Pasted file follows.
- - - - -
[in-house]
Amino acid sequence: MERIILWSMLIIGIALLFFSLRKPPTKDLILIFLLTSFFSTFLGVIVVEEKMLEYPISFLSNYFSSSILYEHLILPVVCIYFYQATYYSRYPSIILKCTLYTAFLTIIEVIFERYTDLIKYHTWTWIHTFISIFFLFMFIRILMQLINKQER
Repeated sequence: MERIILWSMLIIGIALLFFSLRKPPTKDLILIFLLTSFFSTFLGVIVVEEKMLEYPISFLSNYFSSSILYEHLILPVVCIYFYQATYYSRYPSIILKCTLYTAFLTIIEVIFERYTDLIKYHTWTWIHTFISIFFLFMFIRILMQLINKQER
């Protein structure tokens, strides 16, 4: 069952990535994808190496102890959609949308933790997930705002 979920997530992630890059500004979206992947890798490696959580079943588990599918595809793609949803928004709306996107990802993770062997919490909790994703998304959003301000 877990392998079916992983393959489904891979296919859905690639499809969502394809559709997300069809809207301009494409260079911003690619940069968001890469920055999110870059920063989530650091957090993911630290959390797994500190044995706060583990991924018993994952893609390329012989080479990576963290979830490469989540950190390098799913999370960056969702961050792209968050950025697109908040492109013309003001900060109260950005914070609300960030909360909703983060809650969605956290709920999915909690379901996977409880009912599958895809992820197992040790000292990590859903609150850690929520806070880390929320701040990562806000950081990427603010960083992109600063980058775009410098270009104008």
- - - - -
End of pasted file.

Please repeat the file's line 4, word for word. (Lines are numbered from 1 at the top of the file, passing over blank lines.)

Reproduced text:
């Protein structure tokens, strides 16, 4: 069952990535994808190496102890959609949308933790997930705002 979920997530992630890059500004979206992947890798490696959580079943588990599918595809793609949803928004709306996107990802993770062997919490909790994703998304959003301000 877990392998079916992983393959489904891979296919859905690639499809969502394809559709997300069809809207301009494409260079911003690619940069968001890469920055999110870059920063989530650091957090993911630290959390797994500190044995706060583990991924018993994952893609390329012989080479990576963290979830490469989540950190390098799913999370960056969702961050792209968050950025697109908040492109013309003001900060109260950005914070609300960030909360909703983060809650969605956290709920999915909690379901996977409880009912599958895809992820197992040790000292990590859903609150850690929520806070880390929320701040990562806000950081990427603010960083992109600063980058775009410098270009104008």